Miles Bridges Pulls Back the Curtain on Michael Jordan’s Relationship With the Hornets

The Charlotte Hornets are in a special position. While the other 29 teams are playing for a regular billionaire, the Hornets have to report to Michael Jordan, the greatest basketball player of all time.

Jordan has held a stake in Charlotte’s franchise for over 15 years. While he has undoubtedly played in role in some of the team’s best moments, he hasn’t seen nearly the amount of success he achieved during his legendary career with the Chicago Bulls.

At 59 years old, MJ isn’t going to be suiting up for the 32-35 Hornets anytime soon. But he’s making his impact as a leader and mentor, according to star forward Miles Bridges.

Michael Jordan bought his first ownership stake in 2006

Following a two-year run with the Washington Wizards, Jordan retired for the third and final time in 2003. Three years later, he was back in the game … as an owner.

In 2006, Jordan purchased a minority stake in the then-Charlotte Bobcats and ran their basketball operations. Four years later, he bought owner Robert Johnson’s shares, making him the first former player to become a majority owner of an NBA team.

For more than a decade, His Airness has been the head honcho of the Hornets, who dropped the Bobcats moniker ahead of the 2014-15 season. Today, his official title reads “Principle Owner and Chairman.” And although he eventually relinquished basketball ops duties to President and GM Mitch Kupchak, MJ still holds the ultimate power.

Though as mentioned earlier, Jordan’s tenure as owner hasn’t led to playoff success. Since first getting involved in 2006, Charlotte has just three playoff appearances, with the most recent showing coming in 2016. However, all three trips ended in forgettable first-round exits.

Miles Bridges reveals Jordan’s interaction with him and the rest of the Hornets

There are many owners who stay in their luxury suite during games or who interact very little with their own players. Jordan, simply put, is not one of those leaders.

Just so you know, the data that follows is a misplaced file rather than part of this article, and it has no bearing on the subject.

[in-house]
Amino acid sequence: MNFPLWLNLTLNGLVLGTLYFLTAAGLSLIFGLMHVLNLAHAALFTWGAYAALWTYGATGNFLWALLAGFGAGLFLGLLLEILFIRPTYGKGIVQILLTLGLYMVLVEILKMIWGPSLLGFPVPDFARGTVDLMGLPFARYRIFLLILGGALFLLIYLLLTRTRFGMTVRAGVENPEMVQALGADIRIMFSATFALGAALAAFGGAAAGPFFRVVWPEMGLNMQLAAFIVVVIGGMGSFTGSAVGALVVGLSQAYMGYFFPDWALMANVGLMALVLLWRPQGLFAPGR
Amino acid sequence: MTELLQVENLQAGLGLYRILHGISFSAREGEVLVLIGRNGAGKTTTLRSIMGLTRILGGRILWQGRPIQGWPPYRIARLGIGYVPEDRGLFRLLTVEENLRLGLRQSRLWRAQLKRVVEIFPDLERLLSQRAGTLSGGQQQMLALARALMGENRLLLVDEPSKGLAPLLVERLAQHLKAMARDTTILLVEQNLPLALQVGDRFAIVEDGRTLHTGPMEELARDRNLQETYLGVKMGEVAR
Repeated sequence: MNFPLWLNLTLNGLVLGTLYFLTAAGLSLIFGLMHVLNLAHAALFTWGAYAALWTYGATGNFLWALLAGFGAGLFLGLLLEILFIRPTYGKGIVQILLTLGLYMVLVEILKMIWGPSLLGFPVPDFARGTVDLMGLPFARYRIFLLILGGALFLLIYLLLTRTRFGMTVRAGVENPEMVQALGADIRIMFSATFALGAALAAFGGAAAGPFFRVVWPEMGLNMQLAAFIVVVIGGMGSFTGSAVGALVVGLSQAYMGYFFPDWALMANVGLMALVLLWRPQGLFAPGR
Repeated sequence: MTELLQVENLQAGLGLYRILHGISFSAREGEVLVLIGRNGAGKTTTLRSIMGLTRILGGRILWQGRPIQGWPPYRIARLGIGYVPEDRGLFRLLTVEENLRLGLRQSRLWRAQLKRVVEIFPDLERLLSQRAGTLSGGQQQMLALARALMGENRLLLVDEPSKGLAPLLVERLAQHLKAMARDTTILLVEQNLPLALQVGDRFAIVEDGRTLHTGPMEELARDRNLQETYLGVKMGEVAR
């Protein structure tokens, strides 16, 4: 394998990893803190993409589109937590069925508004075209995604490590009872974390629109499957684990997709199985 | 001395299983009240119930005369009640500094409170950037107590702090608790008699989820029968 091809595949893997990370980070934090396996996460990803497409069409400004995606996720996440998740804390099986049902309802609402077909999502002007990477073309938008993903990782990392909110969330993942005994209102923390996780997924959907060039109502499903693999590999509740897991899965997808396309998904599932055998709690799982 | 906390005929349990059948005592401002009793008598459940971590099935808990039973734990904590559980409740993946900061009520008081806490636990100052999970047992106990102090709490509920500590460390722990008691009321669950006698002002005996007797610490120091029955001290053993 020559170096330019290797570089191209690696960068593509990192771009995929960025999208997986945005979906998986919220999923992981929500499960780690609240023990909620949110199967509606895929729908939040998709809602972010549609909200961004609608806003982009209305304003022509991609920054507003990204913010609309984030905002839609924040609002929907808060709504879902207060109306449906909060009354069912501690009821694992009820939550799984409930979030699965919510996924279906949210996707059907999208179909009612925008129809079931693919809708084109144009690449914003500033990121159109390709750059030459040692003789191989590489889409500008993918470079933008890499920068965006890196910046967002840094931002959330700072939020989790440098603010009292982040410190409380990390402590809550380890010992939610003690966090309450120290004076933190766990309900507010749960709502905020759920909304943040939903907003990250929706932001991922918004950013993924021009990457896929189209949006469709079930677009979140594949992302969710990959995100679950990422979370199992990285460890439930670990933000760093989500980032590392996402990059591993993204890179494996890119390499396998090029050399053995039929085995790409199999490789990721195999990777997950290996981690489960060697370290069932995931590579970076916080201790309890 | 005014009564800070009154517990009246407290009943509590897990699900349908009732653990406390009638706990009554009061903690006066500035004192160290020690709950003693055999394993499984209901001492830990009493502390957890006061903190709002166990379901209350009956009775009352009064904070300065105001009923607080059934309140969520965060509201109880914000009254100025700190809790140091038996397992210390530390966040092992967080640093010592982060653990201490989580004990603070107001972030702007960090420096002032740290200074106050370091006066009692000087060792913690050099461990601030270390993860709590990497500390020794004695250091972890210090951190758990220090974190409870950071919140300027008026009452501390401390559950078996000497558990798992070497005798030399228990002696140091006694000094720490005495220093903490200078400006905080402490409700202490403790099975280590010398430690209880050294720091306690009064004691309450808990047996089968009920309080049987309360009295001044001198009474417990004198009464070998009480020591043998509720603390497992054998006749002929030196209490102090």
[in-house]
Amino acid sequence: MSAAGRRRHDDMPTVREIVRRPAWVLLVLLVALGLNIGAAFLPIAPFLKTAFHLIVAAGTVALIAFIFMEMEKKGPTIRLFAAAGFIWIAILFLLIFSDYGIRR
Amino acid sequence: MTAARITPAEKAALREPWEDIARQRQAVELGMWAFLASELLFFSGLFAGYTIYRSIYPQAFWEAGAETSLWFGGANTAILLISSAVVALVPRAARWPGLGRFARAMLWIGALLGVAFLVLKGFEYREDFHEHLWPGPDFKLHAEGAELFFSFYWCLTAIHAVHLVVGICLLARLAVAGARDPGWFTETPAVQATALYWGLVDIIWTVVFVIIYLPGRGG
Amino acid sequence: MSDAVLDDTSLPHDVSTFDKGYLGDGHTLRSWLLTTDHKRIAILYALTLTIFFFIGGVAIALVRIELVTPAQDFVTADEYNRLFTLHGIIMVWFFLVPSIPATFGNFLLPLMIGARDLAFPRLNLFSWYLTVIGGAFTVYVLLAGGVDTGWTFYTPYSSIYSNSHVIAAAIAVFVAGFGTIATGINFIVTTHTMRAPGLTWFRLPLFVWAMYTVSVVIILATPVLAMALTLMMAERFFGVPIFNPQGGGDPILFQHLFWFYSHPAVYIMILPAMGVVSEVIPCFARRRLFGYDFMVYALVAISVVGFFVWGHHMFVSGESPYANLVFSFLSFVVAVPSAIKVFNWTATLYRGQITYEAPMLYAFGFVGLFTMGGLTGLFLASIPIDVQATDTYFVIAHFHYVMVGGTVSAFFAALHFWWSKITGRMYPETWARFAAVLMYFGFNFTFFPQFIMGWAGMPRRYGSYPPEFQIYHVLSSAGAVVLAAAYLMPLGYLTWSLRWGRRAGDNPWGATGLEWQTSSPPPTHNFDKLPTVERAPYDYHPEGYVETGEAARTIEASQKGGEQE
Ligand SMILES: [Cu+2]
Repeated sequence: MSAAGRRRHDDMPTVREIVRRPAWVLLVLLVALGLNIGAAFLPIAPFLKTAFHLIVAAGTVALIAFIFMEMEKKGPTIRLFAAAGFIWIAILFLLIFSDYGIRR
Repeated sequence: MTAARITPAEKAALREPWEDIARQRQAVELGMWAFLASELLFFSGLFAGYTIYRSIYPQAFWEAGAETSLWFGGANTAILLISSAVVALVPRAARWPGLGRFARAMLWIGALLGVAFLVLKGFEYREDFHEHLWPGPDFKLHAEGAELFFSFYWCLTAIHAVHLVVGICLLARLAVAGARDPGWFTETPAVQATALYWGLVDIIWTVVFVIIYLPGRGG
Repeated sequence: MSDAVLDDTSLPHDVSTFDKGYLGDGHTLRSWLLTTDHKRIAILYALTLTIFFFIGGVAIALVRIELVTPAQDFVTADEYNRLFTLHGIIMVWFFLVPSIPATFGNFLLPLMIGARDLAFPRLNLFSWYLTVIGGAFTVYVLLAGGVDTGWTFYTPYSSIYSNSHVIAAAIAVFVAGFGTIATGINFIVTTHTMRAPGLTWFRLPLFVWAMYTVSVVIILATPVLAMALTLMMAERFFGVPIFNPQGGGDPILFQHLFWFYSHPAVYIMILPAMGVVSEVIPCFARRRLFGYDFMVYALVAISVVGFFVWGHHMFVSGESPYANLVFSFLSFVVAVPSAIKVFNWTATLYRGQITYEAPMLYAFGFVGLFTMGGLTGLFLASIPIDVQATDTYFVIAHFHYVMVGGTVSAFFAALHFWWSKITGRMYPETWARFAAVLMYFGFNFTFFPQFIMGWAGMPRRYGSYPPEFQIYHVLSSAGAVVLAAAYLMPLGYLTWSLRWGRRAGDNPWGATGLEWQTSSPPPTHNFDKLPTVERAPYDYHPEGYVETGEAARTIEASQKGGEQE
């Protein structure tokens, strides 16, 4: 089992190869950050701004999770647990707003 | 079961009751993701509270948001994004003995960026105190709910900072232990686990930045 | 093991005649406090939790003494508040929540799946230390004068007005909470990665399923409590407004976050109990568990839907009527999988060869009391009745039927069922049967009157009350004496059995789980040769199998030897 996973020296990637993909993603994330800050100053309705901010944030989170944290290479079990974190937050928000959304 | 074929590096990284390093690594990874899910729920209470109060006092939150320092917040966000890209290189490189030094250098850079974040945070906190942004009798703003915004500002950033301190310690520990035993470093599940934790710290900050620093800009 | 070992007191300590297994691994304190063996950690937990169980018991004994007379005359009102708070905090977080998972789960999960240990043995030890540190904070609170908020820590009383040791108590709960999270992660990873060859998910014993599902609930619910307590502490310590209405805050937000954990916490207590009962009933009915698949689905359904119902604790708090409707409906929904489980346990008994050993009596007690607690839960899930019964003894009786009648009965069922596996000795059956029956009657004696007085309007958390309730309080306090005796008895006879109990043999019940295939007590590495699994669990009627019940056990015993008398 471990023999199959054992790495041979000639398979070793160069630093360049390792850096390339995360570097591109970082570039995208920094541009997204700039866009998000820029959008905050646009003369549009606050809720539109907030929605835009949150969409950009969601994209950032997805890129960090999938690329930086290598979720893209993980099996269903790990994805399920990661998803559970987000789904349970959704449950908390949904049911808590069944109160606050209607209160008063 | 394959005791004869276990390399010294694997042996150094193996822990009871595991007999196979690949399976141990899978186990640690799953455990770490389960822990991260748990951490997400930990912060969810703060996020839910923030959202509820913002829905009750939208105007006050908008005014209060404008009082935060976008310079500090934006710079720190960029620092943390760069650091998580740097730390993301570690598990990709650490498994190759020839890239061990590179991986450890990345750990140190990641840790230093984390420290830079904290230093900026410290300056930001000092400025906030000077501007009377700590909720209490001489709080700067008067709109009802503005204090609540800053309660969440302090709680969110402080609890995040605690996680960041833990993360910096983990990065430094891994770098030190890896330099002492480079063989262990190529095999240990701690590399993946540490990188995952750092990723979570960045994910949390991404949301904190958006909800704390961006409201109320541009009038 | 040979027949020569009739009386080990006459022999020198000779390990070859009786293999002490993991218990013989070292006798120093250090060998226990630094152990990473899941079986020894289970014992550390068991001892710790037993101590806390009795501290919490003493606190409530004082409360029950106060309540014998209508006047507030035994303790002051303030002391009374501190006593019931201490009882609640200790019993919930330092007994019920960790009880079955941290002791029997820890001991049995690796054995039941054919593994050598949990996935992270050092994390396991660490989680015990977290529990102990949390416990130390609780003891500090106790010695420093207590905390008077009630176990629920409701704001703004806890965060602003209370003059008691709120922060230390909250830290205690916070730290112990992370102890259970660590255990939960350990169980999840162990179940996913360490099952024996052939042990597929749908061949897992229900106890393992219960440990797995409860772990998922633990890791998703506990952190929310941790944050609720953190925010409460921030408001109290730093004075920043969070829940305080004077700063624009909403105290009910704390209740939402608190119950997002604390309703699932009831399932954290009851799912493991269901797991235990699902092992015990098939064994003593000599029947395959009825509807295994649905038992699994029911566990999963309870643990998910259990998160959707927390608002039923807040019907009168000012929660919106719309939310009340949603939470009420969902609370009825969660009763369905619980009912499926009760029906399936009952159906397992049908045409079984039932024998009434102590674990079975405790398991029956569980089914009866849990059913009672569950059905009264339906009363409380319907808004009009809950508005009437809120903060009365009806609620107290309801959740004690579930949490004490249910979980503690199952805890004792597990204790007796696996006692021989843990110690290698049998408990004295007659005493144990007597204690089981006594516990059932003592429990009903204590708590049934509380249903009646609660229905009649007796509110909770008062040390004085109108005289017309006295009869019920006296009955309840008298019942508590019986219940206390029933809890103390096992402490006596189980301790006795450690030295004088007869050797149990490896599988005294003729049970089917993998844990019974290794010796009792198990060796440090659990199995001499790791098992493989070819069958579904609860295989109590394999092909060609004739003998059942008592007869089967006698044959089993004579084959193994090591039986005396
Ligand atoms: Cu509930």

MJ can often be found close to the Hornets bench or even on it during certain games. The Hall of Famer usually makes a conscious effort to physically support his team. And, as forward Miles Bridges explained, he’s always a simple text away.

“I got MJ’s number,” the 23-year-old Bridges said on The Draymond Green Show. “I text him whenever we hit a rough patch and see what he would do in this situation. Or I text him about a game and he texts right back. Like as soon as I text him, I give him five minutes, and he texts right back. It’s crazy.”

But like any caring boss, Jordan also wants the best from his employees. And if they fail to meet expectations, he’s not afraid to let them know.

“Before the All-Star break, he came in and ripped our a**. We got beat at home by Orlando. So he’s very in tune with us. It’s nice to have the GOAT just being there for you at all times and just being able to rely on him as a resource like that. It’s good for me.”

Miles Bridges

There are some passionate owners out there, but only Michael can go into the locker room, lay into his players, and exit with even more respect than he entered with. The perks of being the GOAT …

The Hornets are in need of more Michael Jordan pep talks

Charlotte Hornets owner Michael Jordan talks to his players on the bench.
Charlotte Hornets owner and Hall of Famer Michael Jordan looks on during the first half of their game against the New York Knicks. | Jared C. Tilton/Getty Images

MJ’s encouragement has worn off on Bridges, who didn’t receive a contract extension from his boss last summer. The fourth-year pro is averaging a career-high 19.8 points, 7.1 rebounds, and 3.6 assists. But it’s going to take a lot more than the high-flying forward to save a Hornets season headed toward disaster.

Since Jan. 29, Charlotte is 4-13. That means the once-promising Hornets have fallen from a comfortable playoff spot at 28-22 to a fringe spot at 32-35. And after their latest loss to the Boston Celtics on Wednesday night, their lead on a play-in spot has dwindled all the way down to 1.5 games.

Barring an absolute miracle, the Hornets will be in the play-in tournament at best, forcing them to play at least one elimination game for their lives. It’s a scenario Jordan would thrive in, but one his team may very well falter in for the second year in a row.

At least MJ will be there to provide advice as needed. And the way things are going in the Queen City, they’re going to need a lot of it.

All statistics courtesy of Basketball Reference.

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